DSCF7622….for some reason, I began shading each feather dark to light (left to right) then realized after a full evening’s work, that the shading was backwards. It needs to be light to dark…like the other side of his head.DSCF7625So while I was waiting for the gumption to take out my mistake, I decided to dye some wool for the background. DSCF7626I love the colours, but I won’t know how they’ll work until I try them out. The photo shows them brighter then they really are, but you get the idea.

Still not inspired to redo the feathers, last night I began work on the fence. My idea is to have it a weathered grey (but a different grey than the bird) . I began outlining with a dark plaid. (Just an aside here….and reminder to myself …..when I cut the plaid with a #3, it was a bit “hairy” or “ravelly”, so I gave it a quick hand wash with soap and warm water and then dried it in the dryer. It fluffed it up just enough to make it much nicer to hook with)

DSCF7630Then I gathered up some possible colours for the fence.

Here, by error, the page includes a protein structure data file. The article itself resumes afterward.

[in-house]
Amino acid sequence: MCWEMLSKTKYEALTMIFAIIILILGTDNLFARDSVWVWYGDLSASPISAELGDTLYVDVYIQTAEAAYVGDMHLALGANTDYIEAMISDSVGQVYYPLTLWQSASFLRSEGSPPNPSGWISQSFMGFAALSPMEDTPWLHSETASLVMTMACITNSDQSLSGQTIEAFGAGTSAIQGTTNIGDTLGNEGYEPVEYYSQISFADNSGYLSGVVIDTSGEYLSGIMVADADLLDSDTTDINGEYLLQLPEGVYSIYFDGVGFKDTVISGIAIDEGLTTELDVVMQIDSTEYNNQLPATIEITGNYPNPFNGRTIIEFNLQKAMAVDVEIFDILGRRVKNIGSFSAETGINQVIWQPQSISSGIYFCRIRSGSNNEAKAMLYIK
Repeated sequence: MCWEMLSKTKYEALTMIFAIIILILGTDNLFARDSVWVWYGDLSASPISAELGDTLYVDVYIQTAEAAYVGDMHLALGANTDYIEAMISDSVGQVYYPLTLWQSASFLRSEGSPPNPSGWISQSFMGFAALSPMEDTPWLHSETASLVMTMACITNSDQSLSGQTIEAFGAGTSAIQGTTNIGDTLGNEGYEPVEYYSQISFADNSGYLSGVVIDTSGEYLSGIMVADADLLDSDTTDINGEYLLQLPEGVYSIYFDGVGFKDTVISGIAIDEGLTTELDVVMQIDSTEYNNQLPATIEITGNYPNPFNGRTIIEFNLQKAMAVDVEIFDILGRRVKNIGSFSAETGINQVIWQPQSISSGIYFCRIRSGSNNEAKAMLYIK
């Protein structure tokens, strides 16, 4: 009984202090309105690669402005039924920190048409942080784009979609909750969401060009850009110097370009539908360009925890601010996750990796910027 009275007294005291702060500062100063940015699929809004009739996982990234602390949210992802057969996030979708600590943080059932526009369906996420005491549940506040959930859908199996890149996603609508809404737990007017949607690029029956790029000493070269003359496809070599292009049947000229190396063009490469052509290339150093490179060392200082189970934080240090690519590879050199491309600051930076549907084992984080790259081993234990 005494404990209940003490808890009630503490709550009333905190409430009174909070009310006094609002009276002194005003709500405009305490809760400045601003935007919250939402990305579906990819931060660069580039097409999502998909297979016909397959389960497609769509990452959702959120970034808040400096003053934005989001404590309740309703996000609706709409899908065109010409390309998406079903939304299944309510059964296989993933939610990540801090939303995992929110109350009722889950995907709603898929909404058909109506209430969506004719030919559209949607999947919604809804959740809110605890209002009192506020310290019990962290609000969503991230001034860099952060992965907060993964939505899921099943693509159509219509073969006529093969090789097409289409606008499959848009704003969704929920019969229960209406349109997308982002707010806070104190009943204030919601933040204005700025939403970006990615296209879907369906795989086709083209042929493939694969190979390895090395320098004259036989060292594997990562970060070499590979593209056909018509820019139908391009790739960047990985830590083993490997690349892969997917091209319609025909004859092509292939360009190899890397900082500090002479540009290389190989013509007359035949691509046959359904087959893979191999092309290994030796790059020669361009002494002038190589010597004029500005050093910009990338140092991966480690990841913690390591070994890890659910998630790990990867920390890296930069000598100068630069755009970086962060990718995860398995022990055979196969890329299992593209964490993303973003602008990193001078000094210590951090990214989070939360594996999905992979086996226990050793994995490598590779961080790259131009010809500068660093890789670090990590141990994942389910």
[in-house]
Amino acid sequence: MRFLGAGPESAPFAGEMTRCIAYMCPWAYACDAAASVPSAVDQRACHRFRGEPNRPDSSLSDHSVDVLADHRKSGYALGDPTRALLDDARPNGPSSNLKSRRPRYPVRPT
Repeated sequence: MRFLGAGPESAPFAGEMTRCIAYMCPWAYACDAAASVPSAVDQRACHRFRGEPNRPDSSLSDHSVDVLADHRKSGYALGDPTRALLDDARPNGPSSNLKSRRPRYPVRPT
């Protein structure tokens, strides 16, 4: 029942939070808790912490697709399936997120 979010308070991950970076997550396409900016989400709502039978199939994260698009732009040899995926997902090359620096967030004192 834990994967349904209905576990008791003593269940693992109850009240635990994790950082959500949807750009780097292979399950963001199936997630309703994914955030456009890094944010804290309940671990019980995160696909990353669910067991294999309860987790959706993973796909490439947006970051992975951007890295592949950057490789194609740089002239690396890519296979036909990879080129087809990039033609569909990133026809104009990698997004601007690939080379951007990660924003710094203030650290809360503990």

The lightest is for the spaces between the boards. The main grey is wool left over from my barn project.DSCF7634I’m trying the fencing in an 8 cut , but I’m not sure yet if I like that. DSCF7631….or the colour. I’ll let it settle in my mind for a bit before I make a final decision.

I just bet I’ll start on the background colours next. I have absolutely no patience waiting to try something I’m excited about hooking. Fortunately with this medium that’s not a problem.

Finally I want to share the wonders and frustrations of technology that I’ve experienced today. For some reason, my computer would not upload my photos from my camera, and after trying everything I could think of, I finally messaged my son Mathieu in Calgary for help. He made several suggestions and finally wrote “try rebooting”. Voila! It worked. …but then he mentioned that he was not in fact at home, but rather eating breakfast at a restaurant with friends in Victoria British Columbia. ….my own personal technician who offers advice while eating bacon and eggs thousands of miles away…..

Thanks for stopping by.